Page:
February can be a bleak month for parents. The excitement of Christmas is behind us and there are still a few weeks to go before spring is truly here.
Here, Dr Tom York, has provided some brilliant se; advice to help you overcome the winter blues and adopt a breezy, spring-like approach to life, even when it’s still cold and windy outside
Making double the food is never double the effort. Choose something that you can make in one pot like casserole or chilli, cook enough to feed an army, decant into containers and voila, everyone’s lunch and dinner for the next few days. You could also try ordering a recipe delivery box for a few meals per week. Some have options for families. They take the stress out of shopping and choosing what to cook and also add some variety to your weekly palate. If you buy double portions, then the leftovers can be used for lunch the next day.
Neither lack of time nor lack of energy should be an excuse not to do some exercise. High-intensity interval training is quick, effective and can be done anywhere. Working out may feel like a huge effort but it’s amazing the extra energy you’re rewarded with when you start putting your body under a bit of stress. Remember, no one ever gets to the end of the day and thinks, “I really wish I hadn’t exercised today”! Try to fit some aerobic exercise into your schedule i.e. such as a morning swim or run before work, or you could cycle / walk briskly to work.
The weather might be cold and dark at this time of year, but we still get some gloriously sunny, crisp, wintery days. Make the most of them by going on a family walk. Getting the kids out of the house helps relieve some of the winter weekend cabin fever and the only thing better than a chilly walk is coming back to a toasty warm house.
All parents know only too well how difficult it is to function in a haze of sleep deprivation. Despite this, it’s often too tempting to stay up an extra half hour to watch another episode of that TV program. Don’t do it. Go to bed. If you wake up before your alarm clock then you gain some bonus time to read or do whatever you want. If your alarm clock wakes you up, then you really needed that extra half an hour of sleep and your day will be that much better for it.
It goes without saying that staying hydrated is good for you and generally makes you feel better. Trying to monitor your fluid intake by counting millilitres is boring and unnecessary. Just always keep a bottle or glass of water with you and you’ll drink plenty without even thinking about it. Check your hydration status by looking at the colour of your urine; a light straw colour is what you should be aiming for.
Cut Down Your Screen Time
Try just using your phone as a phone. You may get social media withdrawal, but a lot of people feel liberated when they delete a few key apps and are able to focus on the world around them rather than what’s happening on their shiny rectangle. You can also try making the bedroom a ‘no-phone zone’ to help you connect with your partner. Spending time together can be hard enough when you have children so why spoil the few chances you get?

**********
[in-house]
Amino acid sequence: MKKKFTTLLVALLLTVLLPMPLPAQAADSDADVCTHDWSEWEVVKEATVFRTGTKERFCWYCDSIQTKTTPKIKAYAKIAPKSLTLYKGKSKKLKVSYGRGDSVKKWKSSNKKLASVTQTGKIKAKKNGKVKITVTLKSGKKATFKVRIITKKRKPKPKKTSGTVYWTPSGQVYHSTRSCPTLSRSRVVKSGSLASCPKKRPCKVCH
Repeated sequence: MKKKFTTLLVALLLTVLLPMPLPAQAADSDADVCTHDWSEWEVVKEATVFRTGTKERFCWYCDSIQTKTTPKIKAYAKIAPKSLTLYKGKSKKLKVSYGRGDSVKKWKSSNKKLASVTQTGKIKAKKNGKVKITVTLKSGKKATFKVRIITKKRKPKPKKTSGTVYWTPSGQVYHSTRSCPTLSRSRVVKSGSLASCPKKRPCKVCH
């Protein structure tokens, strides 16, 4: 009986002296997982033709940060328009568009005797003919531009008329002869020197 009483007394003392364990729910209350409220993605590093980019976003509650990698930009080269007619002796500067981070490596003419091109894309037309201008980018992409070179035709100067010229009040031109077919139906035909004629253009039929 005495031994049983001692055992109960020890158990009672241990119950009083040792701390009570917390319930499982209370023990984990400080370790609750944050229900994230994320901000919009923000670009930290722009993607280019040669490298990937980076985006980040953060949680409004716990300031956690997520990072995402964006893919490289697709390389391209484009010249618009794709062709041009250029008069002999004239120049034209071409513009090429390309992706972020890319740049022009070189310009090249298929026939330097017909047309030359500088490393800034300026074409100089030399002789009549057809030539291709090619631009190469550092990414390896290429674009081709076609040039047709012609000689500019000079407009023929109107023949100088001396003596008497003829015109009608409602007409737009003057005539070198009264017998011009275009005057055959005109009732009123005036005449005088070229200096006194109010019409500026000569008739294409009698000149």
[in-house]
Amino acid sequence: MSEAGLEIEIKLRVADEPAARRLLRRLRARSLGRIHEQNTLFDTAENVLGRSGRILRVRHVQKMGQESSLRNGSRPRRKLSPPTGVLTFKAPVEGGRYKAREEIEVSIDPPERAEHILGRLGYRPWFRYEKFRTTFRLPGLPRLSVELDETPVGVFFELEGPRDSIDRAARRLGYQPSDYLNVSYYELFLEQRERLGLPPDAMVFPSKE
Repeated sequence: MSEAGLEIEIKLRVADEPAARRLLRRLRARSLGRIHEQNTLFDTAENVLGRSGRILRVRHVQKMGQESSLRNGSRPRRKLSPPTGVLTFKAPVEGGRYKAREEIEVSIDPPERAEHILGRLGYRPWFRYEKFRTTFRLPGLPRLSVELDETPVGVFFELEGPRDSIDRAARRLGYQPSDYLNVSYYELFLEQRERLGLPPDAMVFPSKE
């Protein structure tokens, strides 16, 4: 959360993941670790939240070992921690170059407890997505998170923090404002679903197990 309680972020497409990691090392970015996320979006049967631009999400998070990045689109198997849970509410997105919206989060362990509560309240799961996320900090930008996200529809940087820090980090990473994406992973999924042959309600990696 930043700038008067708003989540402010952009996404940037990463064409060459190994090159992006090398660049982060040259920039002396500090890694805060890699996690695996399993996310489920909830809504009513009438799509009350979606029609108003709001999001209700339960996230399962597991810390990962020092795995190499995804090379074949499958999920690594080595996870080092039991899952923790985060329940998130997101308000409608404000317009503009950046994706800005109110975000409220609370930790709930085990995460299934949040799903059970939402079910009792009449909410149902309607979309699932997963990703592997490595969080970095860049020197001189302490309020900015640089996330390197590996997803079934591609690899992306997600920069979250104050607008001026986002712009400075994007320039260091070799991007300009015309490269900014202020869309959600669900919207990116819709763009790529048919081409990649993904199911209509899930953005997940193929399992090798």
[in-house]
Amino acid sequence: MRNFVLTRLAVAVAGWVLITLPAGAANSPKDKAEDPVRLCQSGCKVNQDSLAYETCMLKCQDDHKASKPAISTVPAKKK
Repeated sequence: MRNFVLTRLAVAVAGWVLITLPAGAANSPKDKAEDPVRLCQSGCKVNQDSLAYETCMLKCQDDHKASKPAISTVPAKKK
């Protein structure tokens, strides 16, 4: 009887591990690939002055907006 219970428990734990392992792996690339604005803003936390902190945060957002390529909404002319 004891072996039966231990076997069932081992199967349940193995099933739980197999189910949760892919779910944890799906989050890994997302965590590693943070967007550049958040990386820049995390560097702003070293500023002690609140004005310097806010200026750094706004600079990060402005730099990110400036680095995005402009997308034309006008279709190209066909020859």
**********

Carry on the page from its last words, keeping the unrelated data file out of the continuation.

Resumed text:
Write A Diary
Once a week, sit down with your partner (and a glass of wine) and talk about all the funny and enjoyable things that have happened that week. Writing down positive thoughts and memories helps you feel positive and fulfilled, even if certain parts of your week have been tough. Keep a record of your children’s development and the ridiculous things they say and do. There’s no way you’ll remember everything so write it down and give yourself some fantastic future reading material.
There’s nothing more stressful than trying to do something important whilst also looking after a young child. Playing with your own child is one of the best things in the world but only when you can afford them your full attention. If something important needs your concentration, then your child needs to go somewhere else. Tag team with your partner so one of you gets on with the joys of admin whilst the other is on childcare duty. After an hour or so, switch over. You’ll find you get so much more done than if you’re both trying to do both at the same time.
Couples who become parents are still couples. Your focus and priorities change but without remembering why you fell for your other half in the first place, relationships can weaken under the strain of parenthood. Make a habit of having a monthly date night. Better if you can deposit the children with a willing relative but even if you just have an evening at home when the children are in bed, make an effort to dress up, get something a bit special to eat and drink and reconnect with your partner.
As much as I’m sure you love your family, a little time alone helps you revitalise and recharge. Several times each day, take a pause, stop what you’re doing, clear your mind and just breathe deeply for a few minutes. Whilst doing this you should feel a great sense of calm descend over you. Also, it helps to improve your mental wellbeing throughout the rest of the day, reducing anxiety, focusing your mind and improving your resilience to the stresses of parenthood. Once a month, try to block off an afternoon when your partner takes the children and you have free reign to do whatever it is you want. Forget about the emails that need sending and the DIY that needs doing and just indulge yourself doing anything at all you feel like. When you return the favour, take the children on a fun afternoon out to spend some quality time with just you and them.
Being a parent is hard work so anything you can do to make your life a little easier must be a good idea. I won’t pretend to stick to my own advice all of the time, but these are the things I try to do as a parent to keep myself and my family healthy, happy and sane.
By Dr Tom York, NHS-registered GP and private GP at GPDQ – UK’s doctor-on-demand app